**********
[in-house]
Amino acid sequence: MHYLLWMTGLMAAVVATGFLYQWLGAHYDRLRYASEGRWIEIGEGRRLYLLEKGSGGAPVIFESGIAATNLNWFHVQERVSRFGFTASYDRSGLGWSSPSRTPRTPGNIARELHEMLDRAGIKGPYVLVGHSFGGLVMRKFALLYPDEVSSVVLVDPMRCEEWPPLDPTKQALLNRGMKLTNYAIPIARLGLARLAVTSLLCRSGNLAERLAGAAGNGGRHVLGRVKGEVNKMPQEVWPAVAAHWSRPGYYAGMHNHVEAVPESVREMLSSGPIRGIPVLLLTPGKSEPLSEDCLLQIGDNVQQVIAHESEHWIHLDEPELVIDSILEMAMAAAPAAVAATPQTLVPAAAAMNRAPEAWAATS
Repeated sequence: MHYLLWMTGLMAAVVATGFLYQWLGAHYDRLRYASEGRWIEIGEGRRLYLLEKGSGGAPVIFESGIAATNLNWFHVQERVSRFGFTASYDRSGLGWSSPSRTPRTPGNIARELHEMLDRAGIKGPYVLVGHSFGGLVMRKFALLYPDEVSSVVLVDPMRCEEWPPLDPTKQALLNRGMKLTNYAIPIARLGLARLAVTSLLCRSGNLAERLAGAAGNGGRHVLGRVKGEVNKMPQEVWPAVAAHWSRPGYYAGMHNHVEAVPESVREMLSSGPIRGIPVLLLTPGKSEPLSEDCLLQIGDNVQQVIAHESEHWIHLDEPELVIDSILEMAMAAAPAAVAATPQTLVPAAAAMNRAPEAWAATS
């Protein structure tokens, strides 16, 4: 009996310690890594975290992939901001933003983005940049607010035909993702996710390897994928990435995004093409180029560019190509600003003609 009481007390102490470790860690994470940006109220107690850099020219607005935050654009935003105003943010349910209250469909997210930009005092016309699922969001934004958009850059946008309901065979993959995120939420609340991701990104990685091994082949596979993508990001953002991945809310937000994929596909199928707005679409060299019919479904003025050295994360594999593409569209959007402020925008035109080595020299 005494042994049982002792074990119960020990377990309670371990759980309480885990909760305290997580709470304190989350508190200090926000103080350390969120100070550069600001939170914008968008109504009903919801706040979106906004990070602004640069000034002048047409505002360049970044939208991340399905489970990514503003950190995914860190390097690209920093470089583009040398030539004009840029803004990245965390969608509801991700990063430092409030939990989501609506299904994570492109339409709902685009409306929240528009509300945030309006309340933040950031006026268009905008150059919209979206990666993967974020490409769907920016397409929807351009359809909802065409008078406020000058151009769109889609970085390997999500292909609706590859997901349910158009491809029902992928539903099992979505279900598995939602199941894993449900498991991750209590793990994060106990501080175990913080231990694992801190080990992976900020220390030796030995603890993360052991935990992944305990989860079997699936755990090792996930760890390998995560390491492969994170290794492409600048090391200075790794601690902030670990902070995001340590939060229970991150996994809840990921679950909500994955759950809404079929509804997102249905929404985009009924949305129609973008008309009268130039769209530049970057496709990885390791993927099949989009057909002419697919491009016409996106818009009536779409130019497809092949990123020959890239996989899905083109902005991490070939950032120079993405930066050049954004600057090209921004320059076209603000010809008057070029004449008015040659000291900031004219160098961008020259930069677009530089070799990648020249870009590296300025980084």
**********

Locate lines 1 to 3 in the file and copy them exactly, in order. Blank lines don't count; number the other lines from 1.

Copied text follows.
[in-house]
Amino acid sequence: MHYLLWMTGLMAAVVATGFLYQWLGAHYDRLRYASEGRWIEIGEGRRLYLLEKGSGGAPVIFESGIAATNLNWFHVQERVSRFGFTASYDRSGLGWSSPSRTPRTPGNIARELHEMLDRAGIKGPYVLVGHSFGGLVMRKFALLYPDEVSSVVLVDPMRCEEWPPLDPTKQALLNRGMKLTNYAIPIARLGLARLAVTSLLCRSGNLAERLAGAAGNGGRHVLGRVKGEVNKMPQEVWPAVAAHWSRPGYYAGMHNHVEAVPESVREMLSSGPIRGIPVLLLTPGKSEPLSEDCLLQIGDNVQQVIAHESEHWIHLDEPELVIDSILEMAMAAAPAAVAATPQTLVPAAAAMNRAPEAWAATS
Repeated sequence: MHYLLWMTGLMAAVVATGFLYQWLGAHYDRLRYASEGRWIEIGEGRRLYLLEKGSGGAPVIFESGIAATNLNWFHVQERVSRFGFTASYDRSGLGWSSPSRTPRTPGNIARELHEMLDRAGIKGPYVLVGHSFGGLVMRKFALLYPDEVSSVVLVDPMRCEEWPPLDPTKQALLNRGMKLTNYAIPIARLGLARLAVTSLLCRSGNLAERLAGAAGNGGRHVLGRVKGEVNKMPQEVWPAVAAHWSRPGYYAGMHNHVEAVPESVREMLSSGPIRGIPVLLLTPGKSEPLSEDCLLQIGDNVQQVIAHESEHWIHLDEPELVIDSILEMAMAAAPAAVAATPQTLVPAAAAMNRAPEAWAATS